Likewise, if any Labour councillors were aware of what happened and turned a blind eye, or took part in a cover up, then they should be prosecuted under the law. It really is that simple.

Tuesday, 26 August 2014

Housekeeping

Observant readers may have noticed a small change round these parts. If you're not among them, let your eyes float the the top of this page. There, nestling along with Home and About are seven new buttons; Sociology, Economics & Politics, Far Left, Gender, Sex, Books, and Games. Now, we know how unwieldy search and archiving functions are on blogs. If you're trying to find a half-remembered blog post either the search buggers up, or you have to wade through dozens and dozens of posts via the archive or label cloud. Not ideal. So I've grouped together a sort of 'greatest hits' by theme. It's not entirely comprehensive. There's a poor showing from before October 2012, but this has more to do with lack of time going back and mending broken photo links than anything else.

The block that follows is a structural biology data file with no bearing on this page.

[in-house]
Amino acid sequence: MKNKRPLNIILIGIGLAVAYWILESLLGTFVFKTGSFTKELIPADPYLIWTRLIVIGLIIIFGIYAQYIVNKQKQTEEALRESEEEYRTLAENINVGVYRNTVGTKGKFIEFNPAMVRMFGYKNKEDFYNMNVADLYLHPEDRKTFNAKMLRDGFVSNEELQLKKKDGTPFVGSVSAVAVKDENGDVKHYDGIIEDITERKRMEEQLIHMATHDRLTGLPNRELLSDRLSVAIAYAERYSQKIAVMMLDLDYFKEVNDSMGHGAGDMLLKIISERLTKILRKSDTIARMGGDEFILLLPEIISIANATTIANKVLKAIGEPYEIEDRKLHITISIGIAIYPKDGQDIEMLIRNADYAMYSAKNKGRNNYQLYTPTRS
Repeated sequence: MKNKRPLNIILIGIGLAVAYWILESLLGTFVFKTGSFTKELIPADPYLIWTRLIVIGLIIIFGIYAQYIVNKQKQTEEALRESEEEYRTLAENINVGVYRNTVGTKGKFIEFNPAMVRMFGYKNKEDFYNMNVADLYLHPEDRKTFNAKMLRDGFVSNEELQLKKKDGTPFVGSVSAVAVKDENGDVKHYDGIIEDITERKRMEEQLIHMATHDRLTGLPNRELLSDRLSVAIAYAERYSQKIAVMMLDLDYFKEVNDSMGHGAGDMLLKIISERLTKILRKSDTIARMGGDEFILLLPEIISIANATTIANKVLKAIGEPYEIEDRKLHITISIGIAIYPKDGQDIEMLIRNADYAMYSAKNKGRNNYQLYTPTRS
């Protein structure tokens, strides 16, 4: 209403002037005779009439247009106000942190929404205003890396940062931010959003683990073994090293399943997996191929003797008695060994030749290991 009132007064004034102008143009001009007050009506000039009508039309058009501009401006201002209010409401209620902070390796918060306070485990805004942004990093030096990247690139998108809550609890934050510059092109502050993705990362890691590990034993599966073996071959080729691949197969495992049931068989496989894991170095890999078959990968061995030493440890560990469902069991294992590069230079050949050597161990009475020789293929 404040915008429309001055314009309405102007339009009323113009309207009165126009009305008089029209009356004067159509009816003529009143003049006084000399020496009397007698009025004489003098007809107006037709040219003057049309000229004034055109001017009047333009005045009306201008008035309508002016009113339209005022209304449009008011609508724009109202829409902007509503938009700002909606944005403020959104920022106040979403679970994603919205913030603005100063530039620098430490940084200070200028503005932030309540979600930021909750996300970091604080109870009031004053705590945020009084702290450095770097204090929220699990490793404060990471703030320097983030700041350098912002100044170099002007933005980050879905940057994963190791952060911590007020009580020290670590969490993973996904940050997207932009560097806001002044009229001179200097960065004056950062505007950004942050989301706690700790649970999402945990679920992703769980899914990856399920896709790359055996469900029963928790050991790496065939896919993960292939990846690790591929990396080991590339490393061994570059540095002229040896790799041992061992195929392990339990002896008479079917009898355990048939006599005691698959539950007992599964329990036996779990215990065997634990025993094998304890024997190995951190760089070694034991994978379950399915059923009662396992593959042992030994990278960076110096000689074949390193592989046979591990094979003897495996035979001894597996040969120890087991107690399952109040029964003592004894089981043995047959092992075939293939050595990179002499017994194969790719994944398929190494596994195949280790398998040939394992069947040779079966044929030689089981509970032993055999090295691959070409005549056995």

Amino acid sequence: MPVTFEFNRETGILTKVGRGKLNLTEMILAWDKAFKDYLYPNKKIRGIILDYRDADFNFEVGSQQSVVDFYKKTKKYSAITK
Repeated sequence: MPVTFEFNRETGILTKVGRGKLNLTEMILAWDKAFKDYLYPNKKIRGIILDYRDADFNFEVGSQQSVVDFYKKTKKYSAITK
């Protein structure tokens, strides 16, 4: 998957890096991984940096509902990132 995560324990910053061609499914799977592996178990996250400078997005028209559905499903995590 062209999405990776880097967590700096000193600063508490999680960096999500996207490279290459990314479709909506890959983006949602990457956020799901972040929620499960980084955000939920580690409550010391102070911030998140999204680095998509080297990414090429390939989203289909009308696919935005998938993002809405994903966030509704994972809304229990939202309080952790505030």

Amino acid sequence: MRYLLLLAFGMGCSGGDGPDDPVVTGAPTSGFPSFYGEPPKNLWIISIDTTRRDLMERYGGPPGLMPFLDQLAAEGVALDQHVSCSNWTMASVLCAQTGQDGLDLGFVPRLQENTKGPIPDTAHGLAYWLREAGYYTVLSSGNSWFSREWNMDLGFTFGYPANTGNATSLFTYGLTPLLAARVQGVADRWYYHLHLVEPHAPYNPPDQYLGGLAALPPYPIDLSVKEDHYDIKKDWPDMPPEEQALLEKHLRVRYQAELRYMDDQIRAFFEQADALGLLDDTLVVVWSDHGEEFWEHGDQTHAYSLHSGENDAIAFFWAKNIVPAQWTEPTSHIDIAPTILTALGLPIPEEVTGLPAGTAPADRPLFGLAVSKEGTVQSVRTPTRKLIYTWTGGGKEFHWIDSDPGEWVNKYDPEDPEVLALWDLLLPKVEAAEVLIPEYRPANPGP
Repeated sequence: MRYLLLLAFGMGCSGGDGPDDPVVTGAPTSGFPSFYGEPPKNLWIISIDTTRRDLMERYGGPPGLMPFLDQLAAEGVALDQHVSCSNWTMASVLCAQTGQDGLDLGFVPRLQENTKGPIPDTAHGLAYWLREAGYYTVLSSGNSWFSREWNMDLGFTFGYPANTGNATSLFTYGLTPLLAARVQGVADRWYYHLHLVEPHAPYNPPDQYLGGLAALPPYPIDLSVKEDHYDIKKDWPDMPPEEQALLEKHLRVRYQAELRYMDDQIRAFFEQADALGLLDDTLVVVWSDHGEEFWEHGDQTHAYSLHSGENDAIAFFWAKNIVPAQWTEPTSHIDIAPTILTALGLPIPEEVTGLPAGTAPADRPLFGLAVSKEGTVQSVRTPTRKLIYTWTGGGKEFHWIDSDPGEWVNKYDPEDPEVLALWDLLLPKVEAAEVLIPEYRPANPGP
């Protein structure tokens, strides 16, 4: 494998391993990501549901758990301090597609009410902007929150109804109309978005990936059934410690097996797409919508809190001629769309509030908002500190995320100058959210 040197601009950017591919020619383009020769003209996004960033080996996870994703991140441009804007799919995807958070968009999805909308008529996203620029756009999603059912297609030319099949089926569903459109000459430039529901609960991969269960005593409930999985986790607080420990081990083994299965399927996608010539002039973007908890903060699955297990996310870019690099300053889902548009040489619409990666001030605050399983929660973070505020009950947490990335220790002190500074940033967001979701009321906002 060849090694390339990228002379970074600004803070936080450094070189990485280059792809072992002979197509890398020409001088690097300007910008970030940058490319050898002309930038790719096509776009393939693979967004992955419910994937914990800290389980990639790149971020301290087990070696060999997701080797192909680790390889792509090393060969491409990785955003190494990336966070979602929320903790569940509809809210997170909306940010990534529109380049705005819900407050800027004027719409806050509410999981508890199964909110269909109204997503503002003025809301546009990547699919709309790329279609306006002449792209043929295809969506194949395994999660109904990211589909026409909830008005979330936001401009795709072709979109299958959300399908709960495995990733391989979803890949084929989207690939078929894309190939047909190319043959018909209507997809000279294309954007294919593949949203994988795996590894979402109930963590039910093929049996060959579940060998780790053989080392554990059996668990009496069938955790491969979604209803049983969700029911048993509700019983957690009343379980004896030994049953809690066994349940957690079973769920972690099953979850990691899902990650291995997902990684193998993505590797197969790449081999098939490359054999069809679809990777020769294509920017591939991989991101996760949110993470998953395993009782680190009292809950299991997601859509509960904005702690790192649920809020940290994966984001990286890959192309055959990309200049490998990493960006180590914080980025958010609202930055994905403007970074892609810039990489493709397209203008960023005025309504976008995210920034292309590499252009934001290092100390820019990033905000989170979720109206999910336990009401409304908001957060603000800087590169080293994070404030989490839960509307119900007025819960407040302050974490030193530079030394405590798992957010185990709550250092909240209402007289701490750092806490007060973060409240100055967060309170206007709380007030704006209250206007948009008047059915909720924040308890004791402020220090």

The buttons are more or less straight forward, but a few words are necessary.

Sociology covers loads of stuff. Here you can find posts on the character of capitalism, celebrity, class, Marxism, social theory, and sociology (i.e. case studies, methods, sociologically-informed commentary, etc.

Economics & Politics is the writing on the issues of the day. What you might call economic commentary is in there, alongside class and labour movement politics; and party politics proper. Tories, Labour, LibDems, UKIP, Greens, they all have their bits. And for the few Stokies who care about such things, there's a little section on local politics too.